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Naval Oceanography


 

This is the largest optical telescope operated by the U.S. Navy. It was designed and built under the direction of the Scientific Director of the U.S. Naval Observatory from 1963 - 1977, Dr. Kaj Aa. Strand. It was designed to produce extremely accurate astrometric measurements in small fields, and has been used to measure parallaxes and therefore distance for faint stars. Over 1000 of the world's most accurate stellar distances and proper motions have been measured with this telescope since 1964. In recent years this telescope has also served as a test-bed for the development of state-of-the-art near-infrared detectors.

 

Telescope Data


 

  • Construction
    • Optics: Corning Glass Works (blanks); Davidson Optronics (optical figuring)
    • Mounting: L&F Machine and Boller & Chivens
    • Date Completed: 1964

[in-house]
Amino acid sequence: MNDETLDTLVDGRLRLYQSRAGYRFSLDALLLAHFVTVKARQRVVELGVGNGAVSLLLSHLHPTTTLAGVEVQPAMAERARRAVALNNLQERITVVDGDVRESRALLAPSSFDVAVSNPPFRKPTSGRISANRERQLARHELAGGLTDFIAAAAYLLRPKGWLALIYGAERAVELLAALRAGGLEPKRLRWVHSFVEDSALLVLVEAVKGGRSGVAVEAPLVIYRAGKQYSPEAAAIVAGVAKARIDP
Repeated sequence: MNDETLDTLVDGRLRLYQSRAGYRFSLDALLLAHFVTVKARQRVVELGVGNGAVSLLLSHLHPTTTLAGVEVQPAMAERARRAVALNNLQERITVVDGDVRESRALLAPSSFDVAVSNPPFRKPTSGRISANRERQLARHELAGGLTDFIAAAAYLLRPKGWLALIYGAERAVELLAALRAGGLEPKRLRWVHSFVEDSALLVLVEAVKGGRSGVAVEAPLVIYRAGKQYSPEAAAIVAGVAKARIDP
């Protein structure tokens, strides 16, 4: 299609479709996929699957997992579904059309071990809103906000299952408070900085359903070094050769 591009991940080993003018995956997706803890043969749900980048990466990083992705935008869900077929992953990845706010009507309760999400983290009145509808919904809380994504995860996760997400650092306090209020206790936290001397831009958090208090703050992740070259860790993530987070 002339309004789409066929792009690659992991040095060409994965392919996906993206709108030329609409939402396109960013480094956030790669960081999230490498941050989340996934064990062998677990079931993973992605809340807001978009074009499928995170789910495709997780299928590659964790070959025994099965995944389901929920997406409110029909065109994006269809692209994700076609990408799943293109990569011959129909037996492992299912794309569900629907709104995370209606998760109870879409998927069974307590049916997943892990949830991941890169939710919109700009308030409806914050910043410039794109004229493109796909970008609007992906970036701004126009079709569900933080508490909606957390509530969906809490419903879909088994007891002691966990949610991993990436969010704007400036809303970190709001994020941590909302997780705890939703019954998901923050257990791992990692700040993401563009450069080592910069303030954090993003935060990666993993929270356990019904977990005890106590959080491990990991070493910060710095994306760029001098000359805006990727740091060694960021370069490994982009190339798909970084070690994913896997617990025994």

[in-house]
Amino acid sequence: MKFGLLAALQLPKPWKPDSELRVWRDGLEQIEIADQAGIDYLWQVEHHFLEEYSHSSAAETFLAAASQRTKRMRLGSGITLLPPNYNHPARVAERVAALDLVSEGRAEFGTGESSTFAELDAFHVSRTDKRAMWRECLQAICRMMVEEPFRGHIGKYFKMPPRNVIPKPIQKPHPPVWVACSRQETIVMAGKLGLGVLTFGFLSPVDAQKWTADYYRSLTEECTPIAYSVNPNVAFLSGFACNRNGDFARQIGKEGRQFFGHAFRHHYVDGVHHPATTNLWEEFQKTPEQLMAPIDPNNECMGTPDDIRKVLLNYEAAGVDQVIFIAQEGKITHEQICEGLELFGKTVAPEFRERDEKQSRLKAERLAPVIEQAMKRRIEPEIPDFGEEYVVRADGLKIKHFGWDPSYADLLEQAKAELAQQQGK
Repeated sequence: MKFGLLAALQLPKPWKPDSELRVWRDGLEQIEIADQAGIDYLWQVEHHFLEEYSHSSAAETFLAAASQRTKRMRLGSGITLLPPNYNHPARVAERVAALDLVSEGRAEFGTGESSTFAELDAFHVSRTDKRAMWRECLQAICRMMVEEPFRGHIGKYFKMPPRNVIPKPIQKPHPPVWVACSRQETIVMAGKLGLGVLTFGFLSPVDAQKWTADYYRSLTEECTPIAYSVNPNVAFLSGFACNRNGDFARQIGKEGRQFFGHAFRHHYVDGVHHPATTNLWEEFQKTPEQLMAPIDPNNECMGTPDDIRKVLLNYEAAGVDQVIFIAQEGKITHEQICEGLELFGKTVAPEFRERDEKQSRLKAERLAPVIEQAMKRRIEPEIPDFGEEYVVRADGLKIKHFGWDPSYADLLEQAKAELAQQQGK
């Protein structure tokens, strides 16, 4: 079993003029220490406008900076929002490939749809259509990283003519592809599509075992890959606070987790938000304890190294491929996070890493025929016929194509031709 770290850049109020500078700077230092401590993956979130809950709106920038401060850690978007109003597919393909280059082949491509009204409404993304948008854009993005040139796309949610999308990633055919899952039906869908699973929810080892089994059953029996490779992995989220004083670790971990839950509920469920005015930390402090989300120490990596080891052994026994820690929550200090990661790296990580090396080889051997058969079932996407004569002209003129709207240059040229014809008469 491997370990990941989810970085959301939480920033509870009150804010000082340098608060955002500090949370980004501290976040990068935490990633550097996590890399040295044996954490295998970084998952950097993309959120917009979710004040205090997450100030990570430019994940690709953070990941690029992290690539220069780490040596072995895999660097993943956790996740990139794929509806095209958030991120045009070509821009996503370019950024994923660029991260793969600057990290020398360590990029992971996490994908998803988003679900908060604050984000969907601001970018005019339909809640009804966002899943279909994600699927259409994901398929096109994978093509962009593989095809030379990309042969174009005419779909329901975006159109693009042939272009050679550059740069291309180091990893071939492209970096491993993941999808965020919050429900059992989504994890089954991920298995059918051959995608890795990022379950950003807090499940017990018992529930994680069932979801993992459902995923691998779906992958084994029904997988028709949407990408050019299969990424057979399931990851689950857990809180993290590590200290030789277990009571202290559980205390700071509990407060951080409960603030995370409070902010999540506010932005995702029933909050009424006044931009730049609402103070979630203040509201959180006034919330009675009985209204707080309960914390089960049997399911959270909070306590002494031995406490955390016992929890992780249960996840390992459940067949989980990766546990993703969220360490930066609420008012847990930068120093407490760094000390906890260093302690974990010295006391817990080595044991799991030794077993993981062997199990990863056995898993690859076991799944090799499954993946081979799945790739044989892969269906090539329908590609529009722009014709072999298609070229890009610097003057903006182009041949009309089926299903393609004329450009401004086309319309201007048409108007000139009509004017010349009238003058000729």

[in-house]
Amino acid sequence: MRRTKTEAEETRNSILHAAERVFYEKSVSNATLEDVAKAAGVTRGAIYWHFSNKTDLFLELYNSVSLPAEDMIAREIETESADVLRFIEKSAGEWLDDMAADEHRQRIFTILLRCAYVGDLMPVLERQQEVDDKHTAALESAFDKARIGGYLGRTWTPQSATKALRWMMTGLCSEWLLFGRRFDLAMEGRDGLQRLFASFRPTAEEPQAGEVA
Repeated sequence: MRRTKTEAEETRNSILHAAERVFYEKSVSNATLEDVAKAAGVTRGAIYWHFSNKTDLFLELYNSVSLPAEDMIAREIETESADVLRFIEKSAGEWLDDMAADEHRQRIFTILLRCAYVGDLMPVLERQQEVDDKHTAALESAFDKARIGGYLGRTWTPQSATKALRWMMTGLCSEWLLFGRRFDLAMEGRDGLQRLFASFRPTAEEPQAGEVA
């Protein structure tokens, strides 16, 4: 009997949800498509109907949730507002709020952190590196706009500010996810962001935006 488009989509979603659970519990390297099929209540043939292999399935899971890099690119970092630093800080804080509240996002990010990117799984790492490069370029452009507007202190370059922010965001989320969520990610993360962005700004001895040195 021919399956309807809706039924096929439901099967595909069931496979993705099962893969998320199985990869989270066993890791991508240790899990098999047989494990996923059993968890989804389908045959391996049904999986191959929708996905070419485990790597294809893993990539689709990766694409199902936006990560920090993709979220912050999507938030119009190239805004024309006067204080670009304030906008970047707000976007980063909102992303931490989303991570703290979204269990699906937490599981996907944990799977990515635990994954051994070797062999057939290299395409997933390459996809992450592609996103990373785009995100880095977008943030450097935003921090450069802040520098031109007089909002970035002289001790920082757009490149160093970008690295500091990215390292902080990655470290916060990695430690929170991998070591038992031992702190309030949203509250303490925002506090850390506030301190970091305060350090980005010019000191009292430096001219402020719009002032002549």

• Cost: $515,400
  • Optical Design: Folded Newtonian
  • Effective Focal Length: 15.2-meters
  • Overall Focal Ratio: f/9.8
  • Focal Plane Scale: 13.5 arcsec/mm
  • Primary Mirror
    • Diameter: 1.55-meters (61-inches)
    • Material: Laminated Fused Silica
    • Weight: 1350 kg (2970 lbs)
    • Figure: Paraboloid
    • Focal Ratio: f/9.8
  • Secondary Mirror
    • Diameter: 0.89-meters (35-inches)
    • Material: Fused Silica
    • Weight: 190 kg (420 lbs)
    • Figure: Flat
  • Total Weight (Optics, Tube and Mount): 33,000 kg (36 tons)

Instrumentation


 

  • Pi2k - Tektronix 2048x2048 CCD Camera
  • ND9 - Tektronix 2048x2048 CCD Camera with neutral density 9 apodizing spot (used for parallax measurements of bright stars measured against a faint reference frame)
  • ND5 - Tektronix 2048x2048 CCD Camera with neutral density 5 apodizing spot (used for parallax measurements of bright stars measured against a faint reference frame)
  • IRCAM - Rockwell 256x256 HgCdTe (NICMOS) Infrared Camera - On long-term loan to Lowell Observatory.
  • ASTROCAM - SBRC 1024x1024 InSb (ALADDIN) Infrared Camera (first light August 1999)

Current Research Programs


 

  • Stellar Parallax Program - emphasis on degenerate stars (white dwarfs - including nuclei of planetary nebulae), subdwarf stars (typically very old stars with very low metallicity), L- and T-dwarf stars ("brown dwarfs"), and bright stars against faint reference frames. Instrumentation used includes the Pi2k and ND9 CCD cameras and the ASTROCAM near-infrared camera.
  • Near IR photometry of subdwarfs, L dwarfs and T dwarfs